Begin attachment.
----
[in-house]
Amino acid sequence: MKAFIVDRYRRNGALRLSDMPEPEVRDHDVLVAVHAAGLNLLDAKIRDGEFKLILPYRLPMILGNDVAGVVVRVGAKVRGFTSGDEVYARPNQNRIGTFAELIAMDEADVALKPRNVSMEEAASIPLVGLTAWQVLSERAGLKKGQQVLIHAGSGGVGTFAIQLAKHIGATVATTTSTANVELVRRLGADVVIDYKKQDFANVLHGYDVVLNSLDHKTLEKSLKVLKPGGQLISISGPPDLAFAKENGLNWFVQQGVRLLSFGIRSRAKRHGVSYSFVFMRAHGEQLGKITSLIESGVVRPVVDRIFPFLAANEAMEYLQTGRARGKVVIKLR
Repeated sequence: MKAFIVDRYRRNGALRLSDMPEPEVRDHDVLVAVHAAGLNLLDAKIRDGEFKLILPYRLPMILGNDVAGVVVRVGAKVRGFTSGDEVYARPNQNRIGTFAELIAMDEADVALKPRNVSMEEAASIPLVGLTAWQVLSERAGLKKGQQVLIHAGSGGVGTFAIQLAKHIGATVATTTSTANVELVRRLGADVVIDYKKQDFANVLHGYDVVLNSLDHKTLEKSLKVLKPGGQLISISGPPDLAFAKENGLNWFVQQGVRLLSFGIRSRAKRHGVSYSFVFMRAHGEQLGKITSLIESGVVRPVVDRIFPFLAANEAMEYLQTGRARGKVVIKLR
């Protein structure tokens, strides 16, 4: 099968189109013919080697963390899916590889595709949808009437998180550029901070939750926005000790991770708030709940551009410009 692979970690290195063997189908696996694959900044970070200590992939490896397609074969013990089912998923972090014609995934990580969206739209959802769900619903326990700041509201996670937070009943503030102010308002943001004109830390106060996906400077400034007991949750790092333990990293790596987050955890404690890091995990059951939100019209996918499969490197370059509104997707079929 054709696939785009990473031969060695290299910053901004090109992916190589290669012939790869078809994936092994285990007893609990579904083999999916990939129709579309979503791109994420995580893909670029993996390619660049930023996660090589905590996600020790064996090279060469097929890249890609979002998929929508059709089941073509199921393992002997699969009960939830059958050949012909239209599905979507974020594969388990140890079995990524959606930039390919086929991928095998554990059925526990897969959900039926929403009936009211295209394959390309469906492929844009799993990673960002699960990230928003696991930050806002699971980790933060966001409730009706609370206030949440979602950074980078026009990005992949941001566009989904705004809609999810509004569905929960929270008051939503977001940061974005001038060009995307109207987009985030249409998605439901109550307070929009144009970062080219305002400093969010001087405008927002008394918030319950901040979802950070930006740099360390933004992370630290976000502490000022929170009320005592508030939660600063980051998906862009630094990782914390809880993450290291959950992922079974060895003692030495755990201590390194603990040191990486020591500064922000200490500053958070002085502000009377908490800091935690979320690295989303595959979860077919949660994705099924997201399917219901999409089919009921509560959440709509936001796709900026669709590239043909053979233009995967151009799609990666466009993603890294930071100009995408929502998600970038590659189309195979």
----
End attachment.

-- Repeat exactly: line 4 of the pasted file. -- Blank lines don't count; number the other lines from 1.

């Protein structure tokens, strides 16, 4: 099968189109013919080697963390899916590889595709949808009437998180550029901070939750926005000790991770708030709940551009410009 692979970690290195063997189908696996694959900044970070200590992939490896397609074969013990089912998923972090014609995934990580969206739209959802769900619903326990700041509201996670937070009943503030102010308002943001004109830390106060996906400077400034007991949750790092333990990293790596987050955890404690890091995990059951939100019209996918499969490197370059509104997707079929 054709696939785009990473031969060695290299910053901004090109992916190589290669012939790869078809994936092994285990007893609990579904083999999916990939129709579309979503791109994420995580893909670029993996390619660049930023996660090589905590996600020790064996090279060469097929890249890609979002998929929508059709089941073509199921393992002997699969009960939830059958050949012909239209599905979507974020594969388990140890079995990524959606930039390919086929991928095998554990059925526990897969959900039926929403009936009211295209394959390309469906492929844009799993990673960002699960990230928003696991930050806002699971980790933060966001409730009706609370206030949440979602950074980078026009990005992949941001566009989904705004809609999810509004569905929960929270008051939503977001940061974005001038060009995307109207987009985030249409998605439901109550307070929009144009970062080219305002400093969010001087405008927002008394918030319950901040979802950070930006740099360390933004992370630290976000502490000022929170009320005592508030939660600063980051998906862009630094990782914390809880993450290291959950992922079974060895003692030495755990201590390194603990040191990486020591500064922000200490500053958070002085502000009377908490800091935690979320690295989303595959979860077919949660994705099924997201399917219901999409089919009921509560959440709509936001796709900026669709590239043909053979233009995967151009799609990666466009993603890294930071100009995408929502998600970038590659189309195979």